• How the women are assessed medically and guided through the process.
  • Whether provision of medical termination in countries where access is restricted is morally and legally acceptable.

Articles discussed:
Using telemedicine for termination of pregnancy with mifepristone and misoprostol in settings where there is no access to safe services
RJ Gomperts, K Jelinska, S Davies, K Gemzell-Danielsson, G Kleiverda DOI: 10.1111/j.1471-0528.2008.01787.x (pages 1171-1178)
This paper is accompanied by commentaries including an Editor’s Commentary (Julia Hussein), a legal perspective (Bertie Leigh) and a developing world perspective (TKS Ravindran and MR Nair)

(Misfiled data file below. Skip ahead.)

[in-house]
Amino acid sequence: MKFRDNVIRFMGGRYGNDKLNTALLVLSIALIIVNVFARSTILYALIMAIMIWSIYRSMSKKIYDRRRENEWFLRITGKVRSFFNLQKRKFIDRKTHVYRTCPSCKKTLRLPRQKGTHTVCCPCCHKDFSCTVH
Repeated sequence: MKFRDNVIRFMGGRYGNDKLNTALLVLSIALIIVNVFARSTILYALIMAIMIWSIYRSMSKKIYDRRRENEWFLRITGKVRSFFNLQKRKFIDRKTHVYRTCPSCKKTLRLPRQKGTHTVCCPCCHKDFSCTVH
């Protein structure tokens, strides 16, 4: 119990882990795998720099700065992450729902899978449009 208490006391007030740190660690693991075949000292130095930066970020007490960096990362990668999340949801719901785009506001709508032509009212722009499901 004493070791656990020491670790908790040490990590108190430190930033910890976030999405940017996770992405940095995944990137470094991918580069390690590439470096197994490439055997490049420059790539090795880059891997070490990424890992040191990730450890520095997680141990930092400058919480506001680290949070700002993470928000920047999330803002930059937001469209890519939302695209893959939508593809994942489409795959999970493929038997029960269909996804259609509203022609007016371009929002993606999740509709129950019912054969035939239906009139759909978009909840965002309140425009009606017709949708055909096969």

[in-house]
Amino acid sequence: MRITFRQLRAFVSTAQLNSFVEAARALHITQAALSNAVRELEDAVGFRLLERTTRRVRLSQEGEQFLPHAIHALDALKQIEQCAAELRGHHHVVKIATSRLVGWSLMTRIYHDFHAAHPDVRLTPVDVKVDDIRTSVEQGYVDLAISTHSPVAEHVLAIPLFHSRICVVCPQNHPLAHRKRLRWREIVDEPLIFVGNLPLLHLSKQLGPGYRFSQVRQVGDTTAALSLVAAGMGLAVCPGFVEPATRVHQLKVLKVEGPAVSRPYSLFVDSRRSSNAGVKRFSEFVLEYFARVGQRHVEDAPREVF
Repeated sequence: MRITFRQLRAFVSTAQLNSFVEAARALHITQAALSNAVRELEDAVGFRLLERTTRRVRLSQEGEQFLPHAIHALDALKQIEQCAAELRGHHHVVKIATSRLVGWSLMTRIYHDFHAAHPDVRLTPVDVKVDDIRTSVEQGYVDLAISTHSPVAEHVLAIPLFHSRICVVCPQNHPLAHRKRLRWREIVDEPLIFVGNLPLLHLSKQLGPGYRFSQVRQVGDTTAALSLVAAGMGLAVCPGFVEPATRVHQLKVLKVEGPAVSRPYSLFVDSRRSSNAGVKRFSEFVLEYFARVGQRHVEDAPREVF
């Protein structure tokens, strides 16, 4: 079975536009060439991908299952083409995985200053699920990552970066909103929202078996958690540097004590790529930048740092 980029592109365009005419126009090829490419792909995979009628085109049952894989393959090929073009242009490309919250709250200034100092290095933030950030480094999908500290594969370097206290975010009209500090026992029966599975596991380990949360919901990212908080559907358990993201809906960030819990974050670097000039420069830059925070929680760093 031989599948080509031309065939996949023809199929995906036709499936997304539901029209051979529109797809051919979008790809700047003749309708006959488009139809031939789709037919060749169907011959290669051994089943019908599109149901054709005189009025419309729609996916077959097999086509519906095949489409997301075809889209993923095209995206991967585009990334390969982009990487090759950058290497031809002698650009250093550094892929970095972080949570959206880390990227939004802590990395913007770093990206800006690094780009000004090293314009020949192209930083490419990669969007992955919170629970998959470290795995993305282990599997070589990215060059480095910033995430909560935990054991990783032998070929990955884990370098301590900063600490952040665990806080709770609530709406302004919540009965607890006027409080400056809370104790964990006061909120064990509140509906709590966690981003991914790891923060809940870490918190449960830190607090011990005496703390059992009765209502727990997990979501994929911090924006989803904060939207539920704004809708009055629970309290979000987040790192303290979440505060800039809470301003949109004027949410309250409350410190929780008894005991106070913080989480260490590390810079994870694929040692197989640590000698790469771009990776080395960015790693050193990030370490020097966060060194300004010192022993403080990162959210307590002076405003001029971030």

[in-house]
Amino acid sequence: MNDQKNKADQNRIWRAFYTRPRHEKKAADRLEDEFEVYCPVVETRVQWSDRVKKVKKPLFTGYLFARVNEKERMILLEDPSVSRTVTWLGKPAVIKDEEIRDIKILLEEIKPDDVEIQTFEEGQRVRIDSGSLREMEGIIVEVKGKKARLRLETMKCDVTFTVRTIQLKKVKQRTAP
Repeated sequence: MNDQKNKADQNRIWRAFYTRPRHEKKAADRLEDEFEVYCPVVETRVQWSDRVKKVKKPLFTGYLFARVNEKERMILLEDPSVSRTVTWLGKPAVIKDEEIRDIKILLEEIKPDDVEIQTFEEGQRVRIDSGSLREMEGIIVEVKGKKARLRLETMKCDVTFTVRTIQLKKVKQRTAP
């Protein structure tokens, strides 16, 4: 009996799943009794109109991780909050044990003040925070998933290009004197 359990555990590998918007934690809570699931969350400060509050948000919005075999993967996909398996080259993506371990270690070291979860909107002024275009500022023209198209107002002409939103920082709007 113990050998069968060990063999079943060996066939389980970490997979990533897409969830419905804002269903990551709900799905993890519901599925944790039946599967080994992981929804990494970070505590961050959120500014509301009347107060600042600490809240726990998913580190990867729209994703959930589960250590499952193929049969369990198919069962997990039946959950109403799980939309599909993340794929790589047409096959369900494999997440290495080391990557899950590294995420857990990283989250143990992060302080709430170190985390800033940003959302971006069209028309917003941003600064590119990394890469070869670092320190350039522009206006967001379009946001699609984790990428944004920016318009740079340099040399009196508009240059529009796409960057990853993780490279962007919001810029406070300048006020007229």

Termination of pregnancy by telemedicine: an ethicist's viewpoint
M Lupton DOI: 10.1111/j.1471-0528.2008.01790.x (pages 1071-1073)


First BJOG Video, February 2008: The changing landscape of IVF: how to reduce multiple pregnancy without reducing pregnancy rates.

The video is a discussion on the paper Khalaf et al, published in February’s BJOG.

 Click here to watch the video (Flash file, 18 minutes 14 seconds)

The Chair: Phil Steer, Editor-in Chief of BJOG.
Discussants: Yacoub Khalaf, Tony Rutherford, Bill Ledger and Tarek El-Toukhy
Location: Council Chamber, RCOG, London

What steps can be taken in IVF practice to reduce multiple pregnancies? How can multiple pregnancy rates be reduced without reducing pregnancy rates? These key questions are addressed.

Best practice for introducing selective single blastocyst transfer (SBT) is discussed. Also described in the video are the strategies being used to reduce multiple pregnancies resulting from IVF in Belgium and Sweden, highlighting the political and financial perspectives.